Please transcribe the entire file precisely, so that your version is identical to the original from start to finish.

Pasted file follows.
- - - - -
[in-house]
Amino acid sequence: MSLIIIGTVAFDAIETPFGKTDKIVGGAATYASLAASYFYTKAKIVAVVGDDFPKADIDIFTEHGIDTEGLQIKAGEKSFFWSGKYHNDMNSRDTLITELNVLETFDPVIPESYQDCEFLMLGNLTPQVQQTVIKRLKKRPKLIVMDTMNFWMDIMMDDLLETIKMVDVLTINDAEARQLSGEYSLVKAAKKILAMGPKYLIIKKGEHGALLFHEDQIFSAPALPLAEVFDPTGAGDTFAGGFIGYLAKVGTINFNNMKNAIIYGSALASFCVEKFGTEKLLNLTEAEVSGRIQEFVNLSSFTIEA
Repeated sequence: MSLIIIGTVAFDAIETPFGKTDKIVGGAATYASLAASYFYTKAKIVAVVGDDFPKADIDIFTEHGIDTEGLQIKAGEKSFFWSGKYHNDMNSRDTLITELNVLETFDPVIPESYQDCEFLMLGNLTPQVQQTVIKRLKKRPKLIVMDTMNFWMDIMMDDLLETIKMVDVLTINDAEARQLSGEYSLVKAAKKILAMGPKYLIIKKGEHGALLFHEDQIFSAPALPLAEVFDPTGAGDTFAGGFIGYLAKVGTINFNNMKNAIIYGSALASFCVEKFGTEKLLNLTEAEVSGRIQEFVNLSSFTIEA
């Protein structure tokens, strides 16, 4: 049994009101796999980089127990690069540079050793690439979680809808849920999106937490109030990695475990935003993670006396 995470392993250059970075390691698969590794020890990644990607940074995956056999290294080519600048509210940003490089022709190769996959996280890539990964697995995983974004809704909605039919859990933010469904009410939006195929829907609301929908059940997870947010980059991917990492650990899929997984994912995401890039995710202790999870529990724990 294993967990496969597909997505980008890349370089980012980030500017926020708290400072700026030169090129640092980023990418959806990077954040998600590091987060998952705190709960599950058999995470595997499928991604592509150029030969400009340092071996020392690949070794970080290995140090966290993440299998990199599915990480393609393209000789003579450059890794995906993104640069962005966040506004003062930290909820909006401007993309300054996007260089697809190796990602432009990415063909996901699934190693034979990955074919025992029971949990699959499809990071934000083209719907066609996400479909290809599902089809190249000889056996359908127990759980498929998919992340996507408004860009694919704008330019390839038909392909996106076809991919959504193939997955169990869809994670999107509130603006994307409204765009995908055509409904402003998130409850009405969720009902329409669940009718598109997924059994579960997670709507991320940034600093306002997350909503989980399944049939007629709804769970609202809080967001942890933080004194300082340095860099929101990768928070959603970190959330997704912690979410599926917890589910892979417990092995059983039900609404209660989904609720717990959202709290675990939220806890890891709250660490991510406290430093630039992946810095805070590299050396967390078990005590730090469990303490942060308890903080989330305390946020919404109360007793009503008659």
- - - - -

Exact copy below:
[in-house]
Amino acid sequence: MSLIIIGTVAFDAIETPFGKTDKIVGGAATYASLAASYFYTKAKIVAVVGDDFPKADIDIFTEHGIDTEGLQIKAGEKSFFWSGKYHNDMNSRDTLITELNVLETFDPVIPESYQDCEFLMLGNLTPQVQQTVIKRLKKRPKLIVMDTMNFWMDIMMDDLLETIKMVDVLTINDAEARQLSGEYSLVKAAKKILAMGPKYLIIKKGEHGALLFHEDQIFSAPALPLAEVFDPTGAGDTFAGGFIGYLAKVGTINFNNMKNAIIYGSALASFCVEKFGTEKLLNLTEAEVSGRIQEFVNLSSFTIEA
Repeated sequence: MSLIIIGTVAFDAIETPFGKTDKIVGGAATYASLAASYFYTKAKIVAVVGDDFPKADIDIFTEHGIDTEGLQIKAGEKSFFWSGKYHNDMNSRDTLITELNVLETFDPVIPESYQDCEFLMLGNLTPQVQQTVIKRLKKRPKLIVMDTMNFWMDIMMDDLLETIKMVDVLTINDAEARQLSGEYSLVKAAKKILAMGPKYLIIKKGEHGALLFHEDQIFSAPALPLAEVFDPTGAGDTFAGGFIGYLAKVGTINFNNMKNAIIYGSALASFCVEKFGTEKLLNLTEAEVSGRIQEFVNLSSFTIEA
């Protein structure tokens, strides 16, 4: 049994009101796999980089127990690069540079050793690439979680809808849920999106937490109030990695475990935003993670006396 995470392993250059970075390691698969590794020890990644990607940074995956056999290294080519600048509210940003490089022709190769996959996280890539990964697995995983974004809704909605039919859990933010469904009410939006195929829907609301929908059940997870947010980059991917990492650990899929997984994912995401890039995710202790999870529990724990 294993967990496969597909997505980008890349370089980012980030500017926020708290400072700026030169090129640092980023990418959806990077954040998600590091987060998952705190709960599950058999995470595997499928991604592509150029030969400009340092071996020392690949070794970080290995140090966290993440299998990199599915990480393609393209000789003579450059890794995906993104640069962005966040506004003062930290909820909006401007993309300054996007260089697809190796990602432009990415063909996901699934190693034979990955074919025992029971949990699959499809990071934000083209719907066609996400479909290809599902089809190249000889056996359908127990759980498929998919992340996507408004860009694919704008330019390839038909392909996106076809991919959504193939997955169990869809994670999107509130603006994307409204765009995908055509409904402003998130409850009405969720009902329409669940009718598109997924059994579960997670709507991320940034600093306002997350909503989980399944049939007629709804769970609202809080967001942890933080004194300082340095860099929101990768928070959603970190959330997704912690979410599926917890589910892979417990092995059983039900609404209660989904609720717990959202709290675990939220806890890891709250660490991510406290430093630039992946810095805070590299050396967390078990005590730090469990303490942060308890903080989330305390946020919404109360007793009503008659």